[swift-evolution] Expanded support for numeric types in stdlib?

Vinicius Vendramini vinivendra at gmail.com
Fri Dec 4 08:13:12 CST 2015

If Swift’s Ints may go up to 2048 bits, I’d agree that they probably cover most cases. That’s not to say a big int would be useless, just that I think it should be separate, meant to be used by those who actually need it rather than interfering with normal Int logic, which is likely to be used more often.

> On Dec 4, 2015, at 2:45 AM, Austin Zheng <austinzheng at gmail.com> wrote:
> Clojure also performs automatic reduction of rational numbers. However, the source code seems to indicate that reduction is built into the definitions of the methods that perform arithmetic on rational numbers, and the "Ratio" class that implements rational number support does not do any reduction itself.
> (c.f. https://github.com/clojure/clojure/blob/master/src/jvm/clojure/lang/Numbers.java <https://github.com/clojure/clojure/blob/master/src/jvm/clojure/lang/Numbers.java>, ll. 350-364, 704-727, et al)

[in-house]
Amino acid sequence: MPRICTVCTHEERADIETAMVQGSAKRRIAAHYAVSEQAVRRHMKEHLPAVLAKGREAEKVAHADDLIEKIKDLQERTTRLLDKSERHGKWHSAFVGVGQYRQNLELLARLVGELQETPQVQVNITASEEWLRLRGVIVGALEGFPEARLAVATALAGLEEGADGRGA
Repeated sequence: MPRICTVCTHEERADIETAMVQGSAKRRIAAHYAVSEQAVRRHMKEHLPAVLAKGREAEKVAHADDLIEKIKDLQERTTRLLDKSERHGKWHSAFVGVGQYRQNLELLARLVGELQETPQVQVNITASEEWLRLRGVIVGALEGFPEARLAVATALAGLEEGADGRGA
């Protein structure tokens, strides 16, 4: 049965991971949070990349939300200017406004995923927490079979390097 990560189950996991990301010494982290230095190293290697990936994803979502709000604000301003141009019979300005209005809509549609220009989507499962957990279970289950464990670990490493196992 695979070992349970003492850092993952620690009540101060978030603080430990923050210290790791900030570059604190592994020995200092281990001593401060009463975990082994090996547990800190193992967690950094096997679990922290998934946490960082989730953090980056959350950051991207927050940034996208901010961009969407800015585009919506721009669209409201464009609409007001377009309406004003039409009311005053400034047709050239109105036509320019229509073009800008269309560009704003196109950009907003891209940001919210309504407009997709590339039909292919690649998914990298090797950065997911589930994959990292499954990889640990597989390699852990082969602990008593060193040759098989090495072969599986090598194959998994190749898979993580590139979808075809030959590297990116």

> From a semantic standpoint, I would be very surprised if e.g. 2/6 and 1/3 were not considered equal, or for that matter if they weren't completely interchangeable.
> - Austin
> On Thu, Dec 3, 2015 at 11:21 PM, Kevin Ballard <kevin at sb.org <mailto:kevin at sb.org>> wrote:
> On Dec 3, 2015, at 9:48 PM, Dmitri Gribenko <gribozavr at gmail.com <mailto:gribozavr at gmail.com>> wrote:
> >
> >> A good invariant for Rationals might be having them always
> >> represented in the most simplified form - for example, Rational(2, 6) should
> >> be represented internally as 1/3 when constructed.
> >
> > This has performance tradeoffs.  What do other libraries and languages do?
> I know Haskell always reduces Rationals to their reduced form. This does have performance implications, but not doing so has surprising consequences for operations you perform on them. For example, it’s reasonable to expect that Rational(2,6) == Rational(1,3), but implementing that without reduced Rationals pretty much requires reducing them on the fly. The alternative, of saying they’re not equal, would probably surprise most people.
> -Kevin Ballard
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